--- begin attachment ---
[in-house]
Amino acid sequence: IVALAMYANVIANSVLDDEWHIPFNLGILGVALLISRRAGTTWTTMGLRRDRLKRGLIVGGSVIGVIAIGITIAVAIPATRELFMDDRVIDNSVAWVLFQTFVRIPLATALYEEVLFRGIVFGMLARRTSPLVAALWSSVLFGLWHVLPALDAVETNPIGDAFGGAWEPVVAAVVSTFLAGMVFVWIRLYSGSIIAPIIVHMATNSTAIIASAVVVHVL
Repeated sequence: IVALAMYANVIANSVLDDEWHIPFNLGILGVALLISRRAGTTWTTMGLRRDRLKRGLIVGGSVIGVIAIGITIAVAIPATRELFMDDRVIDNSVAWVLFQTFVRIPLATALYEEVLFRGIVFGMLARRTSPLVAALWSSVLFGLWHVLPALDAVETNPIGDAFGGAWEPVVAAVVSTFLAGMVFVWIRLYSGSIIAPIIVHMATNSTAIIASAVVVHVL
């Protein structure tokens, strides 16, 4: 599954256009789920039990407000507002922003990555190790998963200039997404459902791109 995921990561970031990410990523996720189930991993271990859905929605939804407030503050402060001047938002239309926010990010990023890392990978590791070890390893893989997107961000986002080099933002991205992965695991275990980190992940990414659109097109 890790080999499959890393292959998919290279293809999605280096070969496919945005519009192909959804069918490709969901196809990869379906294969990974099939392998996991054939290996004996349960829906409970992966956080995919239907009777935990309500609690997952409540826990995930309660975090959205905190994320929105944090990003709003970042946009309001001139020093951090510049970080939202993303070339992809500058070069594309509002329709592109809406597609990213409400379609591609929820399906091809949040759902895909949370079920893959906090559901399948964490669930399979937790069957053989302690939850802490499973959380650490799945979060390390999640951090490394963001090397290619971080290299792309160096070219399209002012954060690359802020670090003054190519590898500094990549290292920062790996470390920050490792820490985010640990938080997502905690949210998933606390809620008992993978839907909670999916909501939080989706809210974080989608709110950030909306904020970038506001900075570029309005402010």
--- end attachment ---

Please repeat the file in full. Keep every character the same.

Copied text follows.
[in-house]
Amino acid sequence: IVALAMYANVIANSVLDDEWHIPFNLGILGVALLISRRAGTTWTTMGLRRDRLKRGLIVGGSVIGVIAIGITIAVAIPATRELFMDDRVIDNSVAWVLFQTFVRIPLATALYEEVLFRGIVFGMLARRTSPLVAALWSSVLFGLWHVLPALDAVETNPIGDAFGGAWEPVVAAVVSTFLAGMVFVWIRLYSGSIIAPIIVHMATNSTAIIASAVVVHVL
Repeated sequence: IVALAMYANVIANSVLDDEWHIPFNLGILGVALLISRRAGTTWTTMGLRRDRLKRGLIVGGSVIGVIAIGITIAVAIPATRELFMDDRVIDNSVAWVLFQTFVRIPLATALYEEVLFRGIVFGMLARRTSPLVAALWSSVLFGLWHVLPALDAVETNPIGDAFGGAWEPVVAAVVSTFLAGMVFVWIRLYSGSIIAPIIVHMATNSTAIIASAVVVHVL
């Protein structure tokens, strides 16, 4: 599954256009789920039990407000507002922003990555190790998963200039997404459902791109 995921990561970031990410990523996720189930991993271990859905929605939804407030503050402060001047938002239309926010990010990023890392990978590791070890390893893989997107961000986002080099933002991205992965695991275990980190992940990414659109097109 890790080999499959890393292959998919290279293809999605280096070969496919945005519009192909959804069918490709969901196809990869379906294969990974099939392998996991054939290996004996349960829906409970992966956080995919239907009777935990309500609690997952409540826990995930309660975090959205905190994320929105944090990003709003970042946009309001001139020093951090510049970080939202993303070339992809500058070069594309509002329709592109809406597609990213409400379609591609929820399906091809949040759902895909949370079920893959906090559901399948964490669930399979937790069957053989302690939850802490499973959380650490799945979060390390999640951090490394963001090397290619971080290299792309160096070219399209002012954060690359802020670090003054190519590898500094990549290292920062790996470390920050490792820490985010640990938080997502905690949210998933606390809620008992993978839907909670999916909501939080989706809210974080989608709110950030909306904020970038506001900075570029309005402010």